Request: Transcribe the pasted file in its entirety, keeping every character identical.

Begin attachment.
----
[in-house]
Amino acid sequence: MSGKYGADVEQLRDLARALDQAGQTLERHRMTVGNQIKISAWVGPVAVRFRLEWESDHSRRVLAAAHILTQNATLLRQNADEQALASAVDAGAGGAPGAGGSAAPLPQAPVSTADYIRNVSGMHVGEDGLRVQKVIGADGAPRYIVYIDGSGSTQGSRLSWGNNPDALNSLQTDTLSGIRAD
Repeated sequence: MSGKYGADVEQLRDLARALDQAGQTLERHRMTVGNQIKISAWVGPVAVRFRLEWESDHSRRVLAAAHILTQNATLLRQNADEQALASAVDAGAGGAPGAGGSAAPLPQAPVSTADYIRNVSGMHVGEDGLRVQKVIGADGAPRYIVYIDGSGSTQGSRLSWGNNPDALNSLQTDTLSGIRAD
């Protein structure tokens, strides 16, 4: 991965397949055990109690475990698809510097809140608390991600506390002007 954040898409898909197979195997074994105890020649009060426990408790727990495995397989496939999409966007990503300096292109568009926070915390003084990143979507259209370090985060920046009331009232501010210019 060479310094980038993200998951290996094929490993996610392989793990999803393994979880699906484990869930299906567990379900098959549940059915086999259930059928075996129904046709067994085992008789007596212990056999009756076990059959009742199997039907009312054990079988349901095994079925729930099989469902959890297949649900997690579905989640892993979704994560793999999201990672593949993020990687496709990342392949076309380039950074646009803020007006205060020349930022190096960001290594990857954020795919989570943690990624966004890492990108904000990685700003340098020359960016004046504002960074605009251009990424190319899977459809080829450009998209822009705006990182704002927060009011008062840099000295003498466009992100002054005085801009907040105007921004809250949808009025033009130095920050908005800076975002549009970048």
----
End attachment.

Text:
[in-house]
Amino acid sequence: MSGKYGADVEQLRDLARALDQAGQTLERHRMTVGNQIKISAWVGPVAVRFRLEWESDHSRRVLAAAHILTQNATLLRQNADEQALASAVDAGAGGAPGAGGSAAPLPQAPVSTADYIRNVSGMHVGEDGLRVQKVIGADGAPRYIVYIDGSGSTQGSRLSWGNNPDALNSLQTDTLSGIRAD
Repeated sequence: MSGKYGADVEQLRDLARALDQAGQTLERHRMTVGNQIKISAWVGPVAVRFRLEWESDHSRRVLAAAHILTQNATLLRQNADEQALASAVDAGAGGAPGAGGSAAPLPQAPVSTADYIRNVSGMHVGEDGLRVQKVIGADGAPRYIVYIDGSGSTQGSRLSWGNNPDALNSLQTDTLSGIRAD
């Protein structure tokens, strides 16, 4: 991965397949055990109690475990698809510097809140608390991600506390002007 954040898409898909197979195997074994105890020649009060426990408790727990495995397989496939999409966007990503300096292109568009926070915390003084990143979507259209370090985060920046009331009232501010210019 060479310094980038993200998951290996094929490993996610392989793990999803393994979880699906484990869930299906567990379900098959549940059915086999259930059928075996129904046709067994085992008789007596212990056999009756076990059959009742199997039907009312054990079988349901095994079925729930099989469902959890297949649900997690579905989640892993979704994560793999999201990672593949993020990687496709990342392949076309380039950074646009803020007006205060020349930022190096960001290594990857954020795919989570943690990624966004890492990108904000990685700003340098020359960016004046504002960074605009251009990424190319899977459809080829450009998209822009705006990182704002927060009011008062840099000295003498466009992100002054005085801009907040105007921004809250949808009025033009130095920050908005800076975002549009970048």